Engraving Brass and Nickel, what do I need to know?

We are preparing to engrave brass, what do I need to know before I start? We will be be engraving a design onto a 1" diameter flat top knob for a cabinet door? What is the best way to secure the knob to the board so it does not start unscrewing from the mount if the machine starts moving counter clockwise? What would be good feed rates for a 10, 30, and 60 degree engraving bits, what is the max depth you would recommend for each of those bits? What about feed rates for 1/32, 1/16, 1/8, and 1/4 inch bits? What speed should I set the DeWalt? Do we need any special protection do do this? Do we need to close the hole on the DeWalt 611 that blows air to clear dust?

I have been doing tons of brass engraving. For delicate engraving bits with .001" tips, I use .001" per pass and do two passes at 50 inches per minute and 20k rpms. The same settings can be used for all of your bits - but more robust bits like a 60 or 90 v=bit can go .005" doc. But you probably don’t want your engravings that deep unless you are planning to flood them with paint. Even then, for a knob, .004" total DOC would be more than sufficient for engraving and then flooding.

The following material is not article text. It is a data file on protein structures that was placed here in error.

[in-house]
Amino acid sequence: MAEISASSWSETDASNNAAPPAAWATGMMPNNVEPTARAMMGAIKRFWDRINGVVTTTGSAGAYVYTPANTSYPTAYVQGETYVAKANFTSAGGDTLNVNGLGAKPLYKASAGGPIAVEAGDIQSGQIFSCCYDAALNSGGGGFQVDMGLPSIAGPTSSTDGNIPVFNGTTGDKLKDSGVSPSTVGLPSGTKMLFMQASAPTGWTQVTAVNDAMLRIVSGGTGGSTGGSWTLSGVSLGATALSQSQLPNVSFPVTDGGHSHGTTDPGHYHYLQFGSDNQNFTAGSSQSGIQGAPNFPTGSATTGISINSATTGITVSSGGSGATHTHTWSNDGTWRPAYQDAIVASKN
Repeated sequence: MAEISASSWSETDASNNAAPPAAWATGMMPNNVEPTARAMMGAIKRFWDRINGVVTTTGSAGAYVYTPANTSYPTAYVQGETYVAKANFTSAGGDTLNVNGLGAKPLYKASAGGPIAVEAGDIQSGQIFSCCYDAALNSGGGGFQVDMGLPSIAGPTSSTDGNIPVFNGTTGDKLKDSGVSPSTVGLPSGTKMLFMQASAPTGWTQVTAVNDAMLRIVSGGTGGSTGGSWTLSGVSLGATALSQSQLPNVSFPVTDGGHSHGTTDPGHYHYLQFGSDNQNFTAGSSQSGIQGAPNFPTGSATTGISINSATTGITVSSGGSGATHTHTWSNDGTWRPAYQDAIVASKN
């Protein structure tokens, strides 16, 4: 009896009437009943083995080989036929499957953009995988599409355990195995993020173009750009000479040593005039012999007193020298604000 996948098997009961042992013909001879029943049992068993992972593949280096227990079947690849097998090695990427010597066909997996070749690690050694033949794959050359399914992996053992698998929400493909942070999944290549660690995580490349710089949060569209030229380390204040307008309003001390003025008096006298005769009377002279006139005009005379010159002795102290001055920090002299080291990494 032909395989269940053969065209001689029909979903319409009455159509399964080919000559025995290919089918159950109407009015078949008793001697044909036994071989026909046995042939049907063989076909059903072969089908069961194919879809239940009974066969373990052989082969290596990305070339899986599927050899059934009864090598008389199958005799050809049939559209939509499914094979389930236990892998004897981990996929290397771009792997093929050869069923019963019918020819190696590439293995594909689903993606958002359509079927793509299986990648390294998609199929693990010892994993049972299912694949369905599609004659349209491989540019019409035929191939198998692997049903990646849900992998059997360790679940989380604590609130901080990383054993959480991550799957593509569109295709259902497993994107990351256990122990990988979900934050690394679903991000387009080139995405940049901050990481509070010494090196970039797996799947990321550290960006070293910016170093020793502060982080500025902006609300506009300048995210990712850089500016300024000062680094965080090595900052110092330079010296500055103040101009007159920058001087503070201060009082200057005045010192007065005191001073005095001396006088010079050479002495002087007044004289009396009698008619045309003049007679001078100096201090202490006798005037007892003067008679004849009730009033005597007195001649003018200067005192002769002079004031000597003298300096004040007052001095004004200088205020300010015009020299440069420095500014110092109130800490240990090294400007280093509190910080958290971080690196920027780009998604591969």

But I use v-carve software and choose the POCKET option, NOT the V-CARVE or ENGRAVE option. Engrave is meaningless on an (stock) x-carve and V-Carve will carve too deep a pocket on thick vectors. You want a pocket and the depth of that pocket should be between .002 and .004". Also, you better make sure you are really good at zeroiing that bit - or that you have a touch probe.

For securing it, I would screw it down and then put a clamp around it. Put a screw in to the waste board to prevent your clamp from spinning. Do one knob at a time and re-zero your bit every time. After, 100 brass engravings, my engraving bit was no longer .001". In fact, it was more than .002". So you should have plenty of spares.